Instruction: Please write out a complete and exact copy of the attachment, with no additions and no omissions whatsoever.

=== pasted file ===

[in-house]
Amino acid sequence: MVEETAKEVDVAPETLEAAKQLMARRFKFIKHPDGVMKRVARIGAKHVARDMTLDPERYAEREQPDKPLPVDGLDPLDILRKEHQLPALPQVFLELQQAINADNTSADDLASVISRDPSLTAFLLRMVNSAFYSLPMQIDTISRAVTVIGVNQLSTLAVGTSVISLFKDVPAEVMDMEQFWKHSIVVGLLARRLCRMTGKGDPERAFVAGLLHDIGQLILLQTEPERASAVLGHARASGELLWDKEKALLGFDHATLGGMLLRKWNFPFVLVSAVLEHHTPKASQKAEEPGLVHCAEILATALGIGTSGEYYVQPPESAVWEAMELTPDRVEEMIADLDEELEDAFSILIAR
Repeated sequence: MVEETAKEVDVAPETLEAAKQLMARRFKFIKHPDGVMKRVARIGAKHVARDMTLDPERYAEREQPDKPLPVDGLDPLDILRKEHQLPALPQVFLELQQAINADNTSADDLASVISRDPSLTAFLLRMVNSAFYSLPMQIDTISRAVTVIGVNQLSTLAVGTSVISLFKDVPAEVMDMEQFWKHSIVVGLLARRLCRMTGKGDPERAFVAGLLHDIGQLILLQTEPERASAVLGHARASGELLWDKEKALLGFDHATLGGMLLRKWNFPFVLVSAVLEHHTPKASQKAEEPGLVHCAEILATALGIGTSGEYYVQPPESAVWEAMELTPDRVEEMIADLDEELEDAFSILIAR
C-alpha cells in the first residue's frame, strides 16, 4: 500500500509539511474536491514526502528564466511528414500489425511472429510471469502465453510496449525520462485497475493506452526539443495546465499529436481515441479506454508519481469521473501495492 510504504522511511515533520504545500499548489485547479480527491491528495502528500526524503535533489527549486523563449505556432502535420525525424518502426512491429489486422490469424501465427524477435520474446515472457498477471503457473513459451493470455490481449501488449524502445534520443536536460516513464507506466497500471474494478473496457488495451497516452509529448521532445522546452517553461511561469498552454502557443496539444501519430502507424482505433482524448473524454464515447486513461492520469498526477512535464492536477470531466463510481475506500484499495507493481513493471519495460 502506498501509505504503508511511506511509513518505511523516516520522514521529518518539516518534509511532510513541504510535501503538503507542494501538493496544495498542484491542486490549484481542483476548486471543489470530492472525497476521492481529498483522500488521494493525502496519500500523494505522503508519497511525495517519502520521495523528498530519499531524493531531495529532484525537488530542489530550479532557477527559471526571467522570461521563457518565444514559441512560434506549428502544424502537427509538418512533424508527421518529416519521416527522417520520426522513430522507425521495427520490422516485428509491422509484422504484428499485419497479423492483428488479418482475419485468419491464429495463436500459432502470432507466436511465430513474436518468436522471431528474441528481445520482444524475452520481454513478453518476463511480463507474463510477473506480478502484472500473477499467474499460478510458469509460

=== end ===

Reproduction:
[in-house]
Amino acid sequence: MVEETAKEVDVAPETLEAAKQLMARRFKFIKHPDGVMKRVARIGAKHVARDMTLDPERYAEREQPDKPLPVDGLDPLDILRKEHQLPALPQVFLELQQAINADNTSADDLASVISRDPSLTAFLLRMVNSAFYSLPMQIDTISRAVTVIGVNQLSTLAVGTSVISLFKDVPAEVMDMEQFWKHSIVVGLLARRLCRMTGKGDPERAFVAGLLHDIGQLILLQTEPERASAVLGHARASGELLWDKEKALLGFDHATLGGMLLRKWNFPFVLVSAVLEHHTPKASQKAEEPGLVHCAEILATALGIGTSGEYYVQPPESAVWEAMELTPDRVEEMIADLDEELEDAFSILIAR
Repeated sequence: MVEETAKEVDVAPETLEAAKQLMARRFKFIKHPDGVMKRVARIGAKHVARDMTLDPERYAEREQPDKPLPVDGLDPLDILRKEHQLPALPQVFLELQQAINADNTSADDLASVISRDPSLTAFLLRMVNSAFYSLPMQIDTISRAVTVIGVNQLSTLAVGTSVISLFKDVPAEVMDMEQFWKHSIVVGLLARRLCRMTGKGDPERAFVAGLLHDIGQLILLQTEPERASAVLGHARASGELLWDKEKALLGFDHATLGGMLLRKWNFPFVLVSAVLEHHTPKASQKAEEPGLVHCAEILATALGIGTSGEYYVQPPESAVWEAMELTPDRVEEMIADLDEELEDAFSILIAR
C-alpha cells in the first residue's frame, strides 16, 4: 500500500509539511474536491514526502528564466511528414500489425511472429510471469502465453510496449525520462485497475493506452526539443495546465499529436481515441479506454508519481469521473501495492 510504504522511511515533520504545500499548489485547479480527491491528495502528500526524503535533489527549486523563449505556432502535420525525424518502426512491429489486422490469424501465427524477435520474446515472457498477471503457473513459451493470455490481449501488449524502445534520443536536460516513464507506466497500471474494478473496457488495451497516452509529448521532445522546452517553461511561469498552454502557443496539444501519430502507424482505433482524448473524454464515447486513461492520469498526477512535464492536477470531466463510481475506500484499495507493481513493471519495460 502506498501509505504503508511511506511509513518505511523516516520522514521529518518539516518534509511532510513541504510535501503538503507542494501538493496544495498542484491542486490549484481542483476548486471543489470530492472525497476521492481529498483522500488521494493525502496519500500523494505522503508519497511525495517519502520521495523528498530519499531524493531531495529532484525537488530542489530550479532557477527559471526571467522570461521563457518565444514559441512560434506549428502544424502537427509538418512533424508527421518529416519521416527522417520520426522513430522507425521495427520490422516485428509491422509484422504484428499485419497479423492483428488479418482475419485468419491464429495463436500459432502470432507466436511465430513474436518468436522471431528474441528481445520482444524475452520481454513478453518476463511480463507474463510477473506480478502484472500473477499467474499460478510458469509460